But Laurel has got Hardy into a real fine mess this time. This time, the life of the GFA looks to be teetering on the brink of a crevasse. Many unionists will not even talk -- certainly not before an election where they will be competing with each other as to which of them can take the most anti-republican hard-line.
They are into ultimatums on Sinn Féin, full stop, using the IRA as their excuse. The latter has been on ceasefire for getting up to seven years now and even the NIO does not see it as intending to ‘go back to war’.
Regardless, Trimble will not have Paisley portraying him as a Lundyite weakling immediately prior to an election. That is why, among other things, the UUP went with the DUP, the UDA and the UVF went to South Africa for ‘visioning’ discussions in pursuit of unionist unity.
But British governments are nothing if they are not adroit. Who says that it is daft to hold an election for an assembly that does not exist? It does exist, it is merely in suspension. It has been cold-stored three times before and then brought back to life. And so why not this time?
Well, this time matters are qualitatively different. Back in October last year Trimble capitulated completely to the anti-GFA faction in his own party thereby taking the UUP into the anti-agreement camp.
Time for Tony to scratch his head again. As everyone knows he is a great man of peace (insofar as Northern Ireland is concerned anyhow) because he sees the GFA as a possible means of bludgeoning the IRA into surrender and stabilising British rule in the north, at least for the time-being. He would like to preserve enough of the GFA for his own continuing colonialist purposes.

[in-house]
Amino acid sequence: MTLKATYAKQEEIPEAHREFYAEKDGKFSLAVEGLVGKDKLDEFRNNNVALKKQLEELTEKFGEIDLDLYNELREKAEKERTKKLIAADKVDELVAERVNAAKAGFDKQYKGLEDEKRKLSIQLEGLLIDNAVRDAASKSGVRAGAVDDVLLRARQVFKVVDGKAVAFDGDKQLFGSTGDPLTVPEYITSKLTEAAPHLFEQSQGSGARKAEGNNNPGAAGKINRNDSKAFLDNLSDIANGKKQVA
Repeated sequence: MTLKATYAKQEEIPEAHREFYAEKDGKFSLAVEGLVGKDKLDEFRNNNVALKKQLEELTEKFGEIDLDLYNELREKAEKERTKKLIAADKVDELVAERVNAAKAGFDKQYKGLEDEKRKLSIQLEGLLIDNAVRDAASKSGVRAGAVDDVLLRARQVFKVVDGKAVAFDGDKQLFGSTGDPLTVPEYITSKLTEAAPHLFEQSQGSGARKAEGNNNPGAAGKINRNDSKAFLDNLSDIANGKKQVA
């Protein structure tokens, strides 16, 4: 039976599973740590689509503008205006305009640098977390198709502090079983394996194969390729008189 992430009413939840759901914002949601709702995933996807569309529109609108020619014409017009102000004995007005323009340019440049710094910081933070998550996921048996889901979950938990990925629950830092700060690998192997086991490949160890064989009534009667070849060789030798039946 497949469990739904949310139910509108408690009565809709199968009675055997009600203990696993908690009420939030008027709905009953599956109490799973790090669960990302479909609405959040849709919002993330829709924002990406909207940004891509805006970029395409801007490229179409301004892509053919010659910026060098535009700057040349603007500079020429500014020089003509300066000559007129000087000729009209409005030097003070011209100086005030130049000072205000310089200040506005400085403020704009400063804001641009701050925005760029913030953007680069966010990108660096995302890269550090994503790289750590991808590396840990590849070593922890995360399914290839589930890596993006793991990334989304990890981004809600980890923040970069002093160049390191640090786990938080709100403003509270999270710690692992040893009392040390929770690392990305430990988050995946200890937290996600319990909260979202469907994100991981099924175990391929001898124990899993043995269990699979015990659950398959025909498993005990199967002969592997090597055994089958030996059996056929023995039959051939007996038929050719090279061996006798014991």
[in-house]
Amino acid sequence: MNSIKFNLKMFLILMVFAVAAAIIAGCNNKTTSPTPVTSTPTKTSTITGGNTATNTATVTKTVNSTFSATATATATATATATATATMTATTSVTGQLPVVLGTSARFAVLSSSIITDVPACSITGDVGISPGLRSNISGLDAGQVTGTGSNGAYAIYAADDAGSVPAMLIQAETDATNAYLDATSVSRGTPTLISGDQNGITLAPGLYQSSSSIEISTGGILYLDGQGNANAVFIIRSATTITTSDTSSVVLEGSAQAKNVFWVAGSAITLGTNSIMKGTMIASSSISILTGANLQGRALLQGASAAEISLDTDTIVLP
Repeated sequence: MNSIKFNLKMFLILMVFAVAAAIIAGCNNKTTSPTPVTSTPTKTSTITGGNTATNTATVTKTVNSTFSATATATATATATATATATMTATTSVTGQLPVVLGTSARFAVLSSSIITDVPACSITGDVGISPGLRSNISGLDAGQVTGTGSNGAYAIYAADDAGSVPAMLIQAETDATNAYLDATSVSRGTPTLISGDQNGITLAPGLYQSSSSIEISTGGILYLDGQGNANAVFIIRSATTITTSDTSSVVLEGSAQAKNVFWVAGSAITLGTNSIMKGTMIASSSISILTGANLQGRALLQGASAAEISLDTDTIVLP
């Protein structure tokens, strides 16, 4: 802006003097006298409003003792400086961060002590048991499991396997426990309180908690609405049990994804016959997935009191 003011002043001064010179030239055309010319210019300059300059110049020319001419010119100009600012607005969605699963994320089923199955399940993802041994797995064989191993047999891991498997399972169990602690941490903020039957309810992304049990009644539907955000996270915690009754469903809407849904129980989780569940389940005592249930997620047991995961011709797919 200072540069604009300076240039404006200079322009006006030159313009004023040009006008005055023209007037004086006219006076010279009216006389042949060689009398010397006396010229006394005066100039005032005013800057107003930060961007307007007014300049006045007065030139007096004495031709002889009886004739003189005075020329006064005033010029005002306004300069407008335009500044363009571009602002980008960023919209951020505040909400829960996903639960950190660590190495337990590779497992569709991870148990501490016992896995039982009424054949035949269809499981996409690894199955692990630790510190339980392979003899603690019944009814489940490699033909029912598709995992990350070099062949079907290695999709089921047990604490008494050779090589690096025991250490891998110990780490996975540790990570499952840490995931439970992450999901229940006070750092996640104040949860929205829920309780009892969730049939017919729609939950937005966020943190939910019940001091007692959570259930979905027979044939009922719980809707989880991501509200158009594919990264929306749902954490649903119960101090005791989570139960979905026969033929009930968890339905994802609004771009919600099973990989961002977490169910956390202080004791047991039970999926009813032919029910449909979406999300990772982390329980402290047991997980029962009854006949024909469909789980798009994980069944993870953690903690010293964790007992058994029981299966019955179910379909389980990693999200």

Political, military, intelligence and media forces around him assist in his media-spin which, of course, he is extremely good at.
There is a chance that the election will be held in May, after all. It can be presented as an effort to get the Northern Ireland assembly and executive functioning again. But Blair’s advisers are telling him that there is a strong possibility of the election not going his way. And that really is a compelling reason for not having one.
The DUP and Sinn Féin are both tipped to come out as the largest parties in their respective camps. Furthermore a whole bunch of UUP candidates who are likely to get their backsides on the revived assembly benches will now be clones of Paisley’s rip-roaring anti-agreement DUP.
In order for the assembly to function, the cross-community majorities required with regard to important legislation will simply not be attainable. Catch 22 again.
After having prompted and cosseted Trimble and his UUP for over five years and led him by the hand into this quagmire, Blair is left with having to appeal to both the IRA and Sinn Féin for a lifeline.
I have no doubt they will try to help because they too (as well as the unionists) see the GFA as a means by which a united Ireland is attainable by politics alone, despite the mysterious disappearance of 180,000 electors from the latest electoral register in the north -- a huge number, given northern Ireland’s tiny population.
Meanwhile, the unionists will continue to do everything in their power to prevent the British premier from securing that lifeline, pressurising him into making such extreme demands of republicanism that it will simply be unable to reach the rope.
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Copyright © 2003 Bobbie Heatley